Cramer Didn’t Know!

WaPo’s Richard Cohen says that the glee over Jon Stewart’s embarrassing of Jim Cramer is misplaced. While it’s true that Cramer was spectacularly wrong on just about everything, so were the people with inside information:

Let’s start with Maurice “Hank” Greenberg, who was instrumental in building what is now probably the world’s most reviled corporation, AIG. He resigned as chairman and CEO in 2005, but still it is logical to assume that few people knew more about the company than Greenberg. He kept much of his net worth in AIG stock. He’s now lost much of that worth.

Or take Richard Fuld. He is the former chairman of Lehman Brothers, which, as we all know, is no more. He lost about $1 billion.

Or take Citigroup’s former chairman, Sanford Weill. He lost about $500 million.

Or take all the good people at Bear Stearns, the company Cramer adored almost to the bitter end. They went down with their stock.

If these people kept their money in these companies — financial and insurance giants they had built and knew from the inside — how was even Jim Cramer to know these firms were essentially hollow?

That’s fair enough. But here’s the problem: Cramer and company didn’t portray themselves as “entertainers” who were just giving us their best guess.  Nor did they admit that the “experts” they invited on were actually shills who had a personal stake in the stocks they were touting.

So, no, it’s not fair to hammer Cramer for not knowing what he could not reasonably have been expected to know.  It is, however, quite reasonable to go after him for pretending that he knew things he knew he didn’t know and then shouting advice from the rooftops.

Photo: MoneyNews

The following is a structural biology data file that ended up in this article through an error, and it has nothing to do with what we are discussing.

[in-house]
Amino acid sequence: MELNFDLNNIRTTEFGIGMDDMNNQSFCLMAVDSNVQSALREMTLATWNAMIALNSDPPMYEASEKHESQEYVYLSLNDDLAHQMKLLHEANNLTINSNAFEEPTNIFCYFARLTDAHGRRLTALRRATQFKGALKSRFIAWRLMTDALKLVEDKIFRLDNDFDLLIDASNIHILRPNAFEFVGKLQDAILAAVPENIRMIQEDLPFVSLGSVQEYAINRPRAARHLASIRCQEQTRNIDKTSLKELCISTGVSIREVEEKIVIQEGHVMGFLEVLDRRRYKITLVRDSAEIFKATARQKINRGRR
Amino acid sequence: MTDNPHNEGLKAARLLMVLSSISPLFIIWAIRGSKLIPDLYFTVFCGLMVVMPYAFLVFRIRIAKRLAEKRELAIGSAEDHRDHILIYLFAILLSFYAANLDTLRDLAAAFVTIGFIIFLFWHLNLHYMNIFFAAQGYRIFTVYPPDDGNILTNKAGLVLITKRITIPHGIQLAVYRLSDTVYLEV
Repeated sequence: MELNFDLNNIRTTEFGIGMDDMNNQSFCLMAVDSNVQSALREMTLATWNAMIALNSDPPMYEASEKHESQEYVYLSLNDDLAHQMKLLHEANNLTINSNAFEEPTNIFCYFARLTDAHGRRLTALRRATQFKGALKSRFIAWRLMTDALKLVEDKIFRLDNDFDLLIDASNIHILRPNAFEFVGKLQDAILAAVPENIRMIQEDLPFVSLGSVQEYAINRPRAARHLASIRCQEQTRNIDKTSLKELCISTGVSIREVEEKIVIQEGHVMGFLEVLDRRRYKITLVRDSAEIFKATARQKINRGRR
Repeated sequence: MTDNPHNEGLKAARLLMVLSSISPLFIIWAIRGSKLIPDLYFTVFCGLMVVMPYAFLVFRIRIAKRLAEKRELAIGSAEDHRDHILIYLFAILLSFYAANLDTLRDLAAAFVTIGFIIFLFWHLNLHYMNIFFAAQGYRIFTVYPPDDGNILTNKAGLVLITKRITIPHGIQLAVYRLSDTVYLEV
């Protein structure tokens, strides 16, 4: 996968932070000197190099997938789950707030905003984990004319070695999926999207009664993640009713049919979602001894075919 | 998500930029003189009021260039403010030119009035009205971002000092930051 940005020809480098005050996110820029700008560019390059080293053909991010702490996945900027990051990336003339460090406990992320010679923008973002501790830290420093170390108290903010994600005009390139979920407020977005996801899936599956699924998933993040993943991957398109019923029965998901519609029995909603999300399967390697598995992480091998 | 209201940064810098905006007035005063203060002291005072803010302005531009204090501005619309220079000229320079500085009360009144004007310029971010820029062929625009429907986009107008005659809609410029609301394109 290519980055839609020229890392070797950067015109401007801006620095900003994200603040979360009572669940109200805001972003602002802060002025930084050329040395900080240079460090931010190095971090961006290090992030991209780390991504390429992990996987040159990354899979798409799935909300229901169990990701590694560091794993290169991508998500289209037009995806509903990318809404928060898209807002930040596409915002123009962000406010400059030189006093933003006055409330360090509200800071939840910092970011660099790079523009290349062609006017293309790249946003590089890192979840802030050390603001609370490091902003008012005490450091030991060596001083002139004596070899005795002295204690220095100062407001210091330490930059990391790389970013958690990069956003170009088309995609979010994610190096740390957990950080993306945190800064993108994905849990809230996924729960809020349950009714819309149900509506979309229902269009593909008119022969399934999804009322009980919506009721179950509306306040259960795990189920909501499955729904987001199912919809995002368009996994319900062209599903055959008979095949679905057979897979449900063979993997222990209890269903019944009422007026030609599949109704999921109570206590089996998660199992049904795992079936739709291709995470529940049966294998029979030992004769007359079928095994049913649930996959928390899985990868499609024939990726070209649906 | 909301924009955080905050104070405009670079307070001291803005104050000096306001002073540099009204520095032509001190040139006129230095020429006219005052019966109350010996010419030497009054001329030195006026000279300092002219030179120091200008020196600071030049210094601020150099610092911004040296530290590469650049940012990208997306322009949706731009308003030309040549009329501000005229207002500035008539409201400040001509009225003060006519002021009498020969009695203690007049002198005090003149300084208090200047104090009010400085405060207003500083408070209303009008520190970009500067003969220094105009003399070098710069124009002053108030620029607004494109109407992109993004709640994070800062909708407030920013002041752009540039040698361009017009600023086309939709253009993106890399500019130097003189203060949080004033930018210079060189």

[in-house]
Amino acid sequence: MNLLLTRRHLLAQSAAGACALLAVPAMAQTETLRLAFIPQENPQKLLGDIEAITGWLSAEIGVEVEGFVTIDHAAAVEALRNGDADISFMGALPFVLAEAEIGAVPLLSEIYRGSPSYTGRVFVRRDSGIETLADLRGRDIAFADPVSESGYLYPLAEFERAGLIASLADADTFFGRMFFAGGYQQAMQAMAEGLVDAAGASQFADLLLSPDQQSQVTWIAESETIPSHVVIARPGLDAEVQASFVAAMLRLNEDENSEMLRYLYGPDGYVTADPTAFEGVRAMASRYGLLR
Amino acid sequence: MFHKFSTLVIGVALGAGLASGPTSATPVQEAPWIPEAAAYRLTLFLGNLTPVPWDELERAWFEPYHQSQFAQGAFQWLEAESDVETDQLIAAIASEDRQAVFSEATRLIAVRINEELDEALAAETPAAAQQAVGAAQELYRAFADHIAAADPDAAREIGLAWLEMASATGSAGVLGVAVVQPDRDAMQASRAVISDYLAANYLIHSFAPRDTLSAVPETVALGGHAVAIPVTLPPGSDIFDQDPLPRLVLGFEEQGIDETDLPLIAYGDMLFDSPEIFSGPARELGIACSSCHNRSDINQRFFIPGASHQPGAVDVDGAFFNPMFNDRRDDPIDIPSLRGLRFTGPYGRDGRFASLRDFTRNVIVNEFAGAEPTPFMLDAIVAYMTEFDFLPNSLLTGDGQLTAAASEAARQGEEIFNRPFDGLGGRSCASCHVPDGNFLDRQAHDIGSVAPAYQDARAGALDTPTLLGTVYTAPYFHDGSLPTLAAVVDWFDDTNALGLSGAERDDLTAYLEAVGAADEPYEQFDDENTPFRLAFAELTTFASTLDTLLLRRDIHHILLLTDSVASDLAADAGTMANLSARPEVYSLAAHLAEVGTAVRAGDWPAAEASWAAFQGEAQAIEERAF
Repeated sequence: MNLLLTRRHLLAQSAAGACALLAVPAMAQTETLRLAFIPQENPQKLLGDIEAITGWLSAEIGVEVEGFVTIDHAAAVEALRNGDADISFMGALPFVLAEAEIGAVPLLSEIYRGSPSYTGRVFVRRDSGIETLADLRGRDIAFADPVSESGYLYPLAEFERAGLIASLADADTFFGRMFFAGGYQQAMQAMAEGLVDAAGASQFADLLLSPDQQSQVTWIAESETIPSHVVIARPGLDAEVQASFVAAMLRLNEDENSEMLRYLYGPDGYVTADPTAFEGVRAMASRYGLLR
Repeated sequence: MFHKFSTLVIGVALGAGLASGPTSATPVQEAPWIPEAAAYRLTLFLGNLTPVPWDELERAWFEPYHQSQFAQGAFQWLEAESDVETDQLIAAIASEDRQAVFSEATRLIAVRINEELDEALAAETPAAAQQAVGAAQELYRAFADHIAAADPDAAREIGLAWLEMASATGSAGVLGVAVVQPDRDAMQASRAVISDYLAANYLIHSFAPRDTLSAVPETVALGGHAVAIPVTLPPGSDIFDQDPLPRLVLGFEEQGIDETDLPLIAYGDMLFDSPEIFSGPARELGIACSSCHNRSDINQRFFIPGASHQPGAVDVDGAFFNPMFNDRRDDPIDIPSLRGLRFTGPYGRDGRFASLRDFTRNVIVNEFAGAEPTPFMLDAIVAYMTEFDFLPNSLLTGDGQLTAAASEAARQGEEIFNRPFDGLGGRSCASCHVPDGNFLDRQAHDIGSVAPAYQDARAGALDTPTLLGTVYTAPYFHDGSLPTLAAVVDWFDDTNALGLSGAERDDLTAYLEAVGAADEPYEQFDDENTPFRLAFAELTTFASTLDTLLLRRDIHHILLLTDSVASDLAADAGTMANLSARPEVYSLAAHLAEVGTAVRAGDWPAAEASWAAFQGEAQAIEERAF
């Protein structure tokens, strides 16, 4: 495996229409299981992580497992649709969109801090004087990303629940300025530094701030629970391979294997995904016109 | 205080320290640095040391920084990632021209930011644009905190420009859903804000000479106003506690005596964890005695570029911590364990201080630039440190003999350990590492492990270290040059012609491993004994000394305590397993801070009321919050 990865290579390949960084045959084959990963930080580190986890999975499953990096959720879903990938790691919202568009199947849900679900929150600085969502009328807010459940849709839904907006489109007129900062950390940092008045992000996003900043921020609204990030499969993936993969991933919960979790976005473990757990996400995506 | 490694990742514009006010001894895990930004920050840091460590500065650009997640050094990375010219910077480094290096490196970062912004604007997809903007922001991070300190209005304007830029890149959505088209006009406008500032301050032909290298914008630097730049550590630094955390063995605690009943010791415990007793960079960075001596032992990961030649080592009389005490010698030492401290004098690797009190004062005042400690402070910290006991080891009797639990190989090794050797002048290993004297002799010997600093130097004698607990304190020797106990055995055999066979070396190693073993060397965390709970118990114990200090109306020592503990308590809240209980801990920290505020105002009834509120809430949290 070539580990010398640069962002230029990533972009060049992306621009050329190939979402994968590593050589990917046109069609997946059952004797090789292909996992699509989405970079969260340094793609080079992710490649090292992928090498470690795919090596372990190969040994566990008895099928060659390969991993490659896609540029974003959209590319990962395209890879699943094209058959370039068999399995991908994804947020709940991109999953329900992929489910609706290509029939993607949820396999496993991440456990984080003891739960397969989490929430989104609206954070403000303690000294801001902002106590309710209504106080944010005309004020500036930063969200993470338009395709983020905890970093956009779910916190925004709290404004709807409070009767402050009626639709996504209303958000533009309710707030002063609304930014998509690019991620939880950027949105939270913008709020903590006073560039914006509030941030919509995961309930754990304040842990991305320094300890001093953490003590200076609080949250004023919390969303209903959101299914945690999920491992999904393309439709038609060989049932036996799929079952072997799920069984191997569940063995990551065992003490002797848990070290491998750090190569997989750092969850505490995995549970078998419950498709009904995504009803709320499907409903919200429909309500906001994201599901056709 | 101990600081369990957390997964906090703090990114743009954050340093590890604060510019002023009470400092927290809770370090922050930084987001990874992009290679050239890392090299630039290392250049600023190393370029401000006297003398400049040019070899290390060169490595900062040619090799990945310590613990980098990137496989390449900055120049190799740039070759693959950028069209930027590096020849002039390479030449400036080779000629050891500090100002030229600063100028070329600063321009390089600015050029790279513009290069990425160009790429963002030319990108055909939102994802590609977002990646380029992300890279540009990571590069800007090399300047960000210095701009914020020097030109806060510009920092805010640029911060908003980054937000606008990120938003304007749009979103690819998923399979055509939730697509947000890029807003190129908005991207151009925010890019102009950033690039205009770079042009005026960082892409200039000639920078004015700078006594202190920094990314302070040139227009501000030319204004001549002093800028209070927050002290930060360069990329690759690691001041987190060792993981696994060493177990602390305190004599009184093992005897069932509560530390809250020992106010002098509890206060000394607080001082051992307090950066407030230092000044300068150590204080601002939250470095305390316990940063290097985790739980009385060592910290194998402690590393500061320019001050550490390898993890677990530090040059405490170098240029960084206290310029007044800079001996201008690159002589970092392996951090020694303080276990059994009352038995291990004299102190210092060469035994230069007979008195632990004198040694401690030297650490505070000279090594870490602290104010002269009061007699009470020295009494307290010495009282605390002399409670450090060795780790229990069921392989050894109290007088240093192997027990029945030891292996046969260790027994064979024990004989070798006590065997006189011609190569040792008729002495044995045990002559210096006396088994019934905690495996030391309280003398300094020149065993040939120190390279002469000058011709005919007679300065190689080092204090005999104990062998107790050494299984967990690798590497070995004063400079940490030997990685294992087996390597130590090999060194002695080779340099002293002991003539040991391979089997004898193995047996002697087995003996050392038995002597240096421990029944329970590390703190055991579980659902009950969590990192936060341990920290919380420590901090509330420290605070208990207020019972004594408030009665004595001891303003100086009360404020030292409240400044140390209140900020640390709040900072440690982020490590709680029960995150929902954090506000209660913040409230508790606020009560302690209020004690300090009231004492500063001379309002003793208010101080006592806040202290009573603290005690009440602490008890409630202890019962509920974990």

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James Joyner
About James Joyner
James Joyner is a Security Studies professor at Marine Corps University's Command and Staff College and a nonresident senior fellow at the Scowcroft Center for Strategy and Security at the Atlantic Council. He's a former Army officer and Desert Storm vet. Views expressed here are his own. Follow James on Twitter @DrJJoyner.

Comments

  1. odograph says:

    “touting” is a very good work in this context.

    As it happens, I have CNBC on right now, and I’m enjoying Meredith Whitney’s analysis … but I still worry that the network is set up a little too much to tout.




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  2. Steve Plunk says:

    Why haven’t real journalists taken Cramer to task for his nonsense? I’m just not comfortable with a comedian doing the heavy lifting.




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  3. Do you know why Mr. Greenberg is no longer chairman and CEO of AIG?




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  4. odograph says:

    It isn’t Cramer, it’s the idea that a network should have a wild-man yelling trading advice at a mainstream audience. That is institutionalized touting.

    (We can hope that his viewers start young and lose a little, early, as a learning experience.)

    To be fair, I grew up with the quiet and respectable Wall Street Week in my house every Friday. It was subdued, but it was also structured touting. Though, Lou definitely gave some cautious and sensible advice between the analysts and their buy recommendations.




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  5. btenney says:

    I listen to Cramer at least when He’s not talking to some caller asking the same question he answered 5 minutes ago. I also listen to Kudlow, Santelli and the rest of the staff of CNBC. I use what I hear in Independently making investment decisions.
    I make decisions based on every available resource and if you have ever actually listened to Cramer that is what he advises everyone to do.




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  6. Floyd says:

    I know a lot of “twenty somethings” who think that Stewart is right more than 5% of the time, and would fight you to defend him as a journalist and their primary source of news!
    As for Stewart as a comedian? Well the “Daily Show” would be a lot smarter and funnier if his time were given to Stephen Colbert.




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